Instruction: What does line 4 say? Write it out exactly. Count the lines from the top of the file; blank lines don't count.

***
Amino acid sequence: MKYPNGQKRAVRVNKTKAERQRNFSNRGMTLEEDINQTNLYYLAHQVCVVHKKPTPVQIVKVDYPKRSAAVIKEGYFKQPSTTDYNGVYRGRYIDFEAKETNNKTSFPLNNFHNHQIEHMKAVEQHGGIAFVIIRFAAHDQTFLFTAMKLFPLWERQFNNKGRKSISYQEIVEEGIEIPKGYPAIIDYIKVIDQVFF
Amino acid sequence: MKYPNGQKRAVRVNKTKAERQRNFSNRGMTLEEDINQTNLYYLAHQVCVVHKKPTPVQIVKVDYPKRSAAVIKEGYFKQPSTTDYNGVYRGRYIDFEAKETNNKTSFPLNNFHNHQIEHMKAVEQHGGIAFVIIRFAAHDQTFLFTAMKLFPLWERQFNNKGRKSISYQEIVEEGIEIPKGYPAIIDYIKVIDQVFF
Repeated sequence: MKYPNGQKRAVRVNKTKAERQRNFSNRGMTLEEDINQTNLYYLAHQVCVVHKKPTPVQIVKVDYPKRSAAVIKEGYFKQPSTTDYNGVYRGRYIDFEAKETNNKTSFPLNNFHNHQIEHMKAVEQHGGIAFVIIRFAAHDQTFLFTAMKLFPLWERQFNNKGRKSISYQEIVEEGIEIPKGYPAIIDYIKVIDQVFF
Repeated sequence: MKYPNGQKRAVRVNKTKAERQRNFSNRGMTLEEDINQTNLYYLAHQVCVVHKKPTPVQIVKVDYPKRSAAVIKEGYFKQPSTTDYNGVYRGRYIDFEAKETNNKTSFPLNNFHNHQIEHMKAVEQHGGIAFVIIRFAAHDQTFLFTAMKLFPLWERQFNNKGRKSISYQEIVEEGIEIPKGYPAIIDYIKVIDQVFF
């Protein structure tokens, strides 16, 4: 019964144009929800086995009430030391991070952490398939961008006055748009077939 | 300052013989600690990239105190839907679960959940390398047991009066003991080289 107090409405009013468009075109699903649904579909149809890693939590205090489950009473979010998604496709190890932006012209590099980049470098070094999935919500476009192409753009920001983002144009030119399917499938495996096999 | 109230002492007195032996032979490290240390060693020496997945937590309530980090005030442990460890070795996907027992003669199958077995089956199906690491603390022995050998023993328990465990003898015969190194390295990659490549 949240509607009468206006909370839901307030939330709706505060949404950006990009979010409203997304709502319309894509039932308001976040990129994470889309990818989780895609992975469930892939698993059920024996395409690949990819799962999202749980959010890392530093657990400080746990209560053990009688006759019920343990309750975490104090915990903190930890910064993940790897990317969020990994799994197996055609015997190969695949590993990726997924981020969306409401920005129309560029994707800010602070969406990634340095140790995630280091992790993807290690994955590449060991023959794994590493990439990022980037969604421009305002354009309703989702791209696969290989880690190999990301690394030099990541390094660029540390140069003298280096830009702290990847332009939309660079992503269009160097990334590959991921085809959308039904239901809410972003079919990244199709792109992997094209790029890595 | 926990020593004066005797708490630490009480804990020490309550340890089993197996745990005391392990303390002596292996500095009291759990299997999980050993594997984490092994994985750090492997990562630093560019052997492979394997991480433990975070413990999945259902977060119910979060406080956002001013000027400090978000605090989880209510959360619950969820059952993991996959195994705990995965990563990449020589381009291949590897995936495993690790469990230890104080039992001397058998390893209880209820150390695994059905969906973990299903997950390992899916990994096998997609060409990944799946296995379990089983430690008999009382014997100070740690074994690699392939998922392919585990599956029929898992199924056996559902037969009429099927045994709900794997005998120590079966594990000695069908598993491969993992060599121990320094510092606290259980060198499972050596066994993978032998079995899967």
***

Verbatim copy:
Repeated sequence: MKYPNGQKRAVRVNKTKAERQRNFSNRGMTLEEDINQTNLYYLAHQVCVVHKKPTPVQIVKVDYPKRSAAVIKEGYFKQPSTTDYNGVYRGRYIDFEAKETNNKTSFPLNNFHNHQIEHMKAVEQHGGIAFVIIRFAAHDQTFLFTAMKLFPLWERQFNNKGRKSISYQEIVEEGIEIPKGYPAIIDYIKVIDQVFF